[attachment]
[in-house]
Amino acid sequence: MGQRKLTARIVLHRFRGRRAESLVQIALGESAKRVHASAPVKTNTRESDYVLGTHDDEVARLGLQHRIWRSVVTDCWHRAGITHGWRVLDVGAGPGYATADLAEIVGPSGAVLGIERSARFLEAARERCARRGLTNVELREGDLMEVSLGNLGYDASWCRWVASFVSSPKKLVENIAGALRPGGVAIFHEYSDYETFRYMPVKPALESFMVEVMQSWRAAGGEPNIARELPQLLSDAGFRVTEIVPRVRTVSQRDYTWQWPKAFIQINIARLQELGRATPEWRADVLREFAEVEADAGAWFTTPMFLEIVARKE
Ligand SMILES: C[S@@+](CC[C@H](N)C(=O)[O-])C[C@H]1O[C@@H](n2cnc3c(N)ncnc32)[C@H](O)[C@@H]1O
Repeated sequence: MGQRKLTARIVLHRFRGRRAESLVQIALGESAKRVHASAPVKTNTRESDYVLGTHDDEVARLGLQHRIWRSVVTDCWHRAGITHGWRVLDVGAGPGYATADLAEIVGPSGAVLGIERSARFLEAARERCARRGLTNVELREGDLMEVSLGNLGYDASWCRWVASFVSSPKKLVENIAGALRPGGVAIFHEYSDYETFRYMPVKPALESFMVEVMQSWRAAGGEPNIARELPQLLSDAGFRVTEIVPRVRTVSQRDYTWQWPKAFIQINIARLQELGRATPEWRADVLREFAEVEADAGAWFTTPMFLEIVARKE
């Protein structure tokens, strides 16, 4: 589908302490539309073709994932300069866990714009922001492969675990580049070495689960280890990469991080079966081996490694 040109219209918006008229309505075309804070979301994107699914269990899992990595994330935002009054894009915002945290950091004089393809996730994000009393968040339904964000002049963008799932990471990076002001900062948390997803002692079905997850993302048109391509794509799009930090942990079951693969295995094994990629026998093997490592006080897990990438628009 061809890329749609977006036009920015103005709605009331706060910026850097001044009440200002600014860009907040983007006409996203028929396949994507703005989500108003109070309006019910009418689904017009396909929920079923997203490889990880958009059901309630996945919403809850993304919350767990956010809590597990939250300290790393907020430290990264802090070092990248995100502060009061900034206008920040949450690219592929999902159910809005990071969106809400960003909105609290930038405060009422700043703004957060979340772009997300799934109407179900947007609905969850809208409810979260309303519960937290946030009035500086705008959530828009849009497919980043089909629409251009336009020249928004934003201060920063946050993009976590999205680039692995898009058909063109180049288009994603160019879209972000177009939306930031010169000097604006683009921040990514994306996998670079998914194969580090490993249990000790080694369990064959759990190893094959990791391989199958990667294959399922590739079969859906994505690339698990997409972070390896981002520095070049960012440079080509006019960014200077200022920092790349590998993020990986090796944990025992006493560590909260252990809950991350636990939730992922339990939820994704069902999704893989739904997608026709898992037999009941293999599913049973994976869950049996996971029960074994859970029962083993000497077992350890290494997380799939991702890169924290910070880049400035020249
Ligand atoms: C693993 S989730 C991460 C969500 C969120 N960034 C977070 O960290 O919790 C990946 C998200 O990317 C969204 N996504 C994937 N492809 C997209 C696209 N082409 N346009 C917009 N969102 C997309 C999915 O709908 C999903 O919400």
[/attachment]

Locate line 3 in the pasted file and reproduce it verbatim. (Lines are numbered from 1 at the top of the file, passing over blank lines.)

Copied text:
Ligand SMILES: C[S@@+](CC[C@H](N)C(=O)[O-])C[C@H]1O[C@@H](n2cnc3c(N)ncnc32)[C@H](O)[C@@H]1O